Tutorial: Designing Learning Tasks

Overview

This tutorial presents guidelines and considerations for the design of Learning Tasks when reusing existing instrumented widgets. It shows how to design a learning task based on the "Chernoff Face" widget from the instrumentation tutorial.

Target Audience

Learning Experts who want to understand how to design Learning Tasks using metacog-instrumented widgets.

Task Design considerations

There are two considerations when designing a Learning Task based on an instrumented widget:

  • First, make sure your widget allows the learner to interact! Too many widgets are actually decorated multiple-choice items where the user still picks from a enumerated set of discrete answers. Metacog will give you more information even in these cases, but you won't get the full benefit unless you challenge learners with tasks where they have to create or assemble an answer.
  • Second, make sure the widget doesn't have too much rich and specific context - or you won't be able to reuse it for different Learning Tasks. You want to amortize the investment in a great widget across a wide range of tasks. Design your widget without gratuitous features that prevent reusability. Design the widget so it is easy to integrate it into multiple contexts.

Task example: the Emotion Challenge

We are going to design a Learner Task named "The Emotion Challenge", based on the "Chernoff Face" widget instrumented in tutorial 01.

Chernoff widget offer a set of sliders to manipulate the attributes of a face. It also has a snapshot button, that produces a "snapshot" event that can be used by the learner to signal when he reach a meaningful state through the face sliders. Around this features, whe may design a task like the following:

  1. The widget presents to the learner a short story, where a character experiments a set of situations that produce different emotions on her.
  2. A challenge is presented to the learner: he is asked to try to replicate the emotional states of the character at specific points on the story. each time the learner thinks he had achieved one of the target emotions, he will press "snapshot" and continue with the next.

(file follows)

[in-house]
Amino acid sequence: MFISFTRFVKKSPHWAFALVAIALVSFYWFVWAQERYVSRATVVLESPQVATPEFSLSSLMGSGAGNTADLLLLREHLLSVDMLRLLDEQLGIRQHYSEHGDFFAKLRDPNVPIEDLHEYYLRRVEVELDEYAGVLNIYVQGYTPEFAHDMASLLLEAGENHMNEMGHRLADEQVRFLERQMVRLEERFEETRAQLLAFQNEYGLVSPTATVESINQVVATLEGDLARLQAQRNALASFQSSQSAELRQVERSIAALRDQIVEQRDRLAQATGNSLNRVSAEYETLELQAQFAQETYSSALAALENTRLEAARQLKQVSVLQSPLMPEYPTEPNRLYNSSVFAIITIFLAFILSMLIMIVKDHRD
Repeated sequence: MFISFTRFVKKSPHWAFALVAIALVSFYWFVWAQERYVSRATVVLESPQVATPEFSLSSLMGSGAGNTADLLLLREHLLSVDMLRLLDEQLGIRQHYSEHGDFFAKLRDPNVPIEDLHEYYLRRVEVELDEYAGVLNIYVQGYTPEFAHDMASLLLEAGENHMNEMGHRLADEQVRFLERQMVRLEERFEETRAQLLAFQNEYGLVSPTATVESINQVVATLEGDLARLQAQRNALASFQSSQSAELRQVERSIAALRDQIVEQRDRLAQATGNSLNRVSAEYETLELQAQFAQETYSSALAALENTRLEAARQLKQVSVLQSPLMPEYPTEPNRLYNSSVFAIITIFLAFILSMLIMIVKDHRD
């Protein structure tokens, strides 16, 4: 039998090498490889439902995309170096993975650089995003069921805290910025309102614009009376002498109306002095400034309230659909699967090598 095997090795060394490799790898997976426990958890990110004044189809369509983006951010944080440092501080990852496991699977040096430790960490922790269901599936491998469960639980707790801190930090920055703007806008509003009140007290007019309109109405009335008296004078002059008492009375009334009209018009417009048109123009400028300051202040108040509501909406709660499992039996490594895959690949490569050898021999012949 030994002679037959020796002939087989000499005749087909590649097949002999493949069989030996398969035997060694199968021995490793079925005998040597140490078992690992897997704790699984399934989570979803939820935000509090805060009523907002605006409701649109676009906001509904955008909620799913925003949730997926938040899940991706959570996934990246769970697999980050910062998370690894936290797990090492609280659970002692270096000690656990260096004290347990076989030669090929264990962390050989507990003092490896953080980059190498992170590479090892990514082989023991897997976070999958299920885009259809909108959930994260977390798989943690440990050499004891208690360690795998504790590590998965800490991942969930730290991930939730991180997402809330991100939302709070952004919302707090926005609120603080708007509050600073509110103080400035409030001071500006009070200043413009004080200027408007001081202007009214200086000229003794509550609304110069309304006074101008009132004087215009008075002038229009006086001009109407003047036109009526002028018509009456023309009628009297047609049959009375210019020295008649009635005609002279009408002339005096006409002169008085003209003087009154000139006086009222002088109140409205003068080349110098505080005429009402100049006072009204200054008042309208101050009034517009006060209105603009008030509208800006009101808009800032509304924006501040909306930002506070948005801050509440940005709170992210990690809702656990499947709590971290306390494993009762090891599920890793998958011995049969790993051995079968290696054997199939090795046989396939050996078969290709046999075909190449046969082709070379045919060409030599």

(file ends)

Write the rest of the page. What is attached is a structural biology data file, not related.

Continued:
Task technical implementation notes

In order to keep the second goal (be able to reuse the same widget with different tasks) we are going to implement this task as a container webpage that provides the instructions, story and challenge, and we are going to embed the widget using an IFrame element: in that way, future Learning Tasks may embed the same widget.

Go ahead and click in the screenshot below to try the challenge by yourself:

Optional integration between container and widget

For this simple example we are not going to implement comunication between the widget and the container, but in other cases it would be nice to offer some way of interaction, by example: the container may pass configuration attributes to the widget, and the widget may pass events to the container.

It is even possible to find complex widgets where the instrumentation is located in the container page, instead of the widget itself.

An example of this scenary is the Invisible Ink Task, where the PHeT Concentration Simulator send messages to the container widget and those messages are passed to the Metacog Client Library.

Summary

In this tutorial whe presented the guidelines for the design of Learning Tasks around existing Metacog-instrumented widgets. In a next tutorial we will see how to create Rubrics and Training Sessions and how to use them to produce Real Time Scores.